Seattle  has earned an international reputation among filmmakers as having one of the most discriminating audiences in America. Movies are often tested on this urban market before being released, and Seattle viewers have often made a little-known film a winner.
If you are in town in May and June, be sure to take in a flick at the outstanding Seattle International Film Festival (206/324-9997, www.seattlefilm.com ). It’s the largest of its kind in America, attracting more than 100,000 filmgoers.
On a smaller scale, the Fremont Outdoor Cinema (N. 34th St. and Phinney Ave. N, 206/781-4230, www.fremontoutdoormovies.com , $5) is held on summer Saturday nights across from the Redhook Brewery. Bring your lawn chair to join in the fun of watching old B movies and cult classics.
For the ultimate movie experience, join the crowds at downtown’s Cinerama Theatre (2100 4th Ave., 206/441-3080) where billionaire Paul Allen’s money is once again in evidence. This 800-seat remodeled classic is the place to see a flick in Seattle . The screen is enormous, the sound and projection systems are state-of-the-art, and the first-run blockbuster movies are just plain fun.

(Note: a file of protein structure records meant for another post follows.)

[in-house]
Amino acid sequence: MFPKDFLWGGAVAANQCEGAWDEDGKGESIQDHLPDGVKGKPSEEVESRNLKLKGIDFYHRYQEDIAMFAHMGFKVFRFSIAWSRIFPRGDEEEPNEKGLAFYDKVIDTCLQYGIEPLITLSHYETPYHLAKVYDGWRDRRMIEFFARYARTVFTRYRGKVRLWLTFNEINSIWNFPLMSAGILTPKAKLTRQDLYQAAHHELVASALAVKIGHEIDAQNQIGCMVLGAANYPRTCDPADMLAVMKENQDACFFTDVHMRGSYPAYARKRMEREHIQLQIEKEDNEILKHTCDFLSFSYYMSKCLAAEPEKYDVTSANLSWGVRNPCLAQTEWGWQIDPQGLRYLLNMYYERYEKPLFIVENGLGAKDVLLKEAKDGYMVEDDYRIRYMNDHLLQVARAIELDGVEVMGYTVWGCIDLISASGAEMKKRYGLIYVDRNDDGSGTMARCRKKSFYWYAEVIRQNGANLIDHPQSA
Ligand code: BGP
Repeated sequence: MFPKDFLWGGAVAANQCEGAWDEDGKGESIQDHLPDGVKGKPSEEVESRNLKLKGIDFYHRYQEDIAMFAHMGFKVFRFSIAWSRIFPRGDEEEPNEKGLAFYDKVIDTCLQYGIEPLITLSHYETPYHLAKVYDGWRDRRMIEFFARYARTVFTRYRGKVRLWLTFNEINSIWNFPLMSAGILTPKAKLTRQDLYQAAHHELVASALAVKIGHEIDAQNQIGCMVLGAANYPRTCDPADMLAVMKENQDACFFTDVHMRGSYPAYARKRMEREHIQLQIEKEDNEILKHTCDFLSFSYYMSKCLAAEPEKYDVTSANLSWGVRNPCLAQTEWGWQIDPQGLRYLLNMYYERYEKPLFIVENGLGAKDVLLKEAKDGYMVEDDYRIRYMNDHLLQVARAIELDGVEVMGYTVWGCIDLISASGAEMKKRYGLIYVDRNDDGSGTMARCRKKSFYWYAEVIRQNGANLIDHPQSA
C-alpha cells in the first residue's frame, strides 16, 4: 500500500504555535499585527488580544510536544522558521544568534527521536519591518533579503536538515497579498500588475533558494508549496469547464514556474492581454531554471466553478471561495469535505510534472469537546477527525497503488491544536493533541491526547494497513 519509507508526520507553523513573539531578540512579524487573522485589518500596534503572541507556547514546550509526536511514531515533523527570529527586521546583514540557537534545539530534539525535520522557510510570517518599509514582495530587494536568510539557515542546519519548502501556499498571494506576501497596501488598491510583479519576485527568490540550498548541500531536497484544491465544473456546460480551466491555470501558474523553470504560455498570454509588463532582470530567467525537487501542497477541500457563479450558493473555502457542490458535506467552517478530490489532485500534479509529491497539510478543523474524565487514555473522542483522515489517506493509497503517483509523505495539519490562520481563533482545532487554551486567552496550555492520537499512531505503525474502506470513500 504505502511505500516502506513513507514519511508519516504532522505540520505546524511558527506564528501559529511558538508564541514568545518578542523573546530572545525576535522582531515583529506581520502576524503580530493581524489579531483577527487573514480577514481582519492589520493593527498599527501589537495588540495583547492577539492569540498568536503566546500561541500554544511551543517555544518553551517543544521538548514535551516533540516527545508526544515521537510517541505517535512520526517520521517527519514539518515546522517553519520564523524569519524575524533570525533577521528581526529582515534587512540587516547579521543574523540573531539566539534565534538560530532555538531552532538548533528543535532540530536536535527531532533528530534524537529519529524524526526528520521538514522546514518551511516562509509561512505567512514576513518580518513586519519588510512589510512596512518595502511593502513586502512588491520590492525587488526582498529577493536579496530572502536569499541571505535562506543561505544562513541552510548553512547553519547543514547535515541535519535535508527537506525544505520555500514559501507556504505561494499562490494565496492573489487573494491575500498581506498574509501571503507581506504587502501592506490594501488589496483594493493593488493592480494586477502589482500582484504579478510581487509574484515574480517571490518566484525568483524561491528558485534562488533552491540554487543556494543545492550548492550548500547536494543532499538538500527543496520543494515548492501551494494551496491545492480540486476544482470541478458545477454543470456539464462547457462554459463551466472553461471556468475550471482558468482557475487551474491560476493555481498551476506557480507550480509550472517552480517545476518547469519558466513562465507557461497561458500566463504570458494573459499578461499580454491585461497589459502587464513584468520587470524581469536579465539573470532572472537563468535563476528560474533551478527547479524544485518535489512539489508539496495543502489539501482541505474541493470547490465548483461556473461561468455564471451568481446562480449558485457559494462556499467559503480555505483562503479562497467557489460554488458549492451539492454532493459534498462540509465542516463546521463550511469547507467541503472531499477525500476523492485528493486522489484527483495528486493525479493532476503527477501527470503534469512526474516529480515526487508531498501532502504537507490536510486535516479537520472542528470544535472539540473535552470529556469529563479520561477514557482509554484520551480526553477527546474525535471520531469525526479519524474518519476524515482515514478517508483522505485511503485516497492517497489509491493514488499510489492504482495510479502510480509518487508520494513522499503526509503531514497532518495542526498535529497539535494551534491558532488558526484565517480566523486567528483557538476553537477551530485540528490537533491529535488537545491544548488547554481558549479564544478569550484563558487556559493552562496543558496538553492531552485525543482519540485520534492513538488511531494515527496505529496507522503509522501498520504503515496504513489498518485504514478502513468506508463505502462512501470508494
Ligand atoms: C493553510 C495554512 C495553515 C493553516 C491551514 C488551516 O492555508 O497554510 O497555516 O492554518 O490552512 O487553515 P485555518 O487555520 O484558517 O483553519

Off-the-beaten-path cinemas with art-house films include Grand Illusion Cinema (N.E. 50th St. and University Way NE, 206/523-3935) and Varsity Theatre (4329 University Way NE, 206/632-3131) in the U District , Guild 45th (2115 N. 45th St., 206/781-5755) in Wallingford , and Egyptian Theatre (801 E. Pine, 206/323-4978) on Capitol Hill . Looking for a cheap flick? Head out to the Crest Cinema Center (16505 5th Ave. NE, 206/363-6338) in North Seattle, where all shows are only $3.